Commercial Debt Collection


Baker Law Group P.C. is on the cutting edge when it comes to commercial debt collection, and the Firm's reputation for excellence in this particularized field carries far and wide. In fact, commercial debt collection is the Firm's primary area of concentration within the larger sphere of creditors' rights.  Business owners and executives from all over Southeastern Massachusetts and Rhode Island rely upon the Firm to aggressively pursue their accounts receivable, and just as importantly, to deliver results.

When it comes to debt collection, knowledge is certainly key, but there is really no substitute for experience, and the Firm has an abundance of it.  In fact, the Firm's principal, David M. Baker, Esq., has successfully handled literally thousands of debt collection matters over his career spanning nearly a quarter of a century.  During that time, Attorney Baker has collected millions of dollars for the Firm's clientele.

The Firm has the capability to file and prosecute a large volume of commercial debt collection cases without sacrificing attention to detail.  By employing innovative technology and state-of-the-art debt collection software, client files are closely monitored by the Firm to ensure debtors' compliance with court orders and negotiated installment payment agreements.  When a default occurs, the Firm's response is certain, swift and strong.  All options are on the table when a commercial debtor fails and/or refuses to pay.  Some of the most potent post-judgment remedies employed by the Firm are as follows:

Asset Seizures - Pursuant to M.G.L. c. 235, §31, "All property which by common law is liable to be taken on execution, may be taken and sold thereon, except as otherwise expressly provided." To seize a commercial judgment debtor's assets, D. Baker Law Group. P.C. utilizes the "Writ of Execution" issued by the Court after a judgment has been obtained.  The Writ of Execution  explicitly grants sheriffs and constables the authority to seize, and if necessary, sell, the debtor's  assets.  Unlike consumer debtors, commercial debtors are not entitled to any statutory property exemptions when it comes to asset seizure.  As a result, all assets owned by a commercial debtor are fair game.  Before directing the sheriff or constable to seize assets, however, it is critically important to first ascertain whether the assets being targeted are subject to any liens.  This due diligence procedure is performed by Attorney Baker himself by conducting title examinations on real estate, reviewing registration records on motor vehicles, and performing Uniform Commercial Code financing statement searches on all other types of property and equipment.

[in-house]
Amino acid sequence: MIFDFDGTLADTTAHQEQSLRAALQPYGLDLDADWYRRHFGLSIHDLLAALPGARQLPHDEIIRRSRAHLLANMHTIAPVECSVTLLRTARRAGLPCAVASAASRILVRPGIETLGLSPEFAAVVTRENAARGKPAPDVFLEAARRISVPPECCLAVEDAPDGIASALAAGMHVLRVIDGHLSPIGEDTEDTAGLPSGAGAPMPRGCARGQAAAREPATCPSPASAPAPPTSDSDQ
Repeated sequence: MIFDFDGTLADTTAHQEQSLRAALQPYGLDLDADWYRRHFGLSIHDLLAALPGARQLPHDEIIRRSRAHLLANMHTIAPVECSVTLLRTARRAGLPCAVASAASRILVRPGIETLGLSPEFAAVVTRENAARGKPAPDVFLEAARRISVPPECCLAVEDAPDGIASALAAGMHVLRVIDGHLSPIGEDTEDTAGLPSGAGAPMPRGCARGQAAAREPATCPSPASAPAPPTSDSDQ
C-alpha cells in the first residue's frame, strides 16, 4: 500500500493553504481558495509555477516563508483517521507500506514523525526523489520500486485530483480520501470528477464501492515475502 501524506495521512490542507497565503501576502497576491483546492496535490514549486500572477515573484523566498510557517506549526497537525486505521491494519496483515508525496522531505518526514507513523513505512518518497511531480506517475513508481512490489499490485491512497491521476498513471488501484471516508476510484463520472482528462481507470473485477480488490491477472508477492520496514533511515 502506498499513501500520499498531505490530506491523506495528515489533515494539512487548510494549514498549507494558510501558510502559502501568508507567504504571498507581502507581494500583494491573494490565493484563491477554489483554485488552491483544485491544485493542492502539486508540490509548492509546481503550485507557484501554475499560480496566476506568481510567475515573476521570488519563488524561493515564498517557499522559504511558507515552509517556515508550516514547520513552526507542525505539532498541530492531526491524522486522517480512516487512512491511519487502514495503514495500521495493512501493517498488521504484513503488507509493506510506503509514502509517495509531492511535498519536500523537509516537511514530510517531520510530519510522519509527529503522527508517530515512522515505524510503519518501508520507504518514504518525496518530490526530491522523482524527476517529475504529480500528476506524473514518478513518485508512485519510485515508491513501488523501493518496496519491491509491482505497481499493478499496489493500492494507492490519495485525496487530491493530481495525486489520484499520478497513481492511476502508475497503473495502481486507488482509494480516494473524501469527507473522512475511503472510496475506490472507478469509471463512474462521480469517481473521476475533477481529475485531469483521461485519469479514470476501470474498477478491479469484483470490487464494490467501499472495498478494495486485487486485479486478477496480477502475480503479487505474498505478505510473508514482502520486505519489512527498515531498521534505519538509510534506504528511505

Reach and Apply Actions - A reach and apply action is an equitable remedy designed to ensnare certain forms of property that cannot be attached or taken on execution such as a debtor's interest in real estate held in a trust.  It is essentially a two-step process.  The first is the establishment of an indebtedness on the part of the defendant to the plaintiff.  The second is the process for collecting the debt.  In addition to a being a vehicle to go after difficult-to-reach assets owned by a debtor, a reach and apply action may also be used to intercept money due a judgment debtor from a third party for services rendered.  Once intercepted, the third party is commanded by a judge to pay the money over to D. Baker Law Group, P.C. instead of the judgment debtor.  This process ensures that the money never touches the hands of the judgment debtor by earmarking it solely for the benefit of the creditor.

Receivership - Under Massachusetts law, if a judgment has been recovered against a corporation and the corporation fails to pay the full amount due within thirty days after a demand is made, D. Baker Law Group, P.C. has the right to petition the Court to appoint a receiver.  The receiver, typically a local attorney, has the power to completely take over the business affairs of the corporation for as long as it takes the generate the necessary funds to satisfy the judgment creditor's judgment.  The receivership is governed by Rule 66 of the Massachusetts Rules of Civil Procedure.  The receivership remedy could be best described as the "nuclear option" as the mere filing of a receivership petition can often overwhelm a commercial debtor into finally paying so as to avoid the takeover of the debtor's company.


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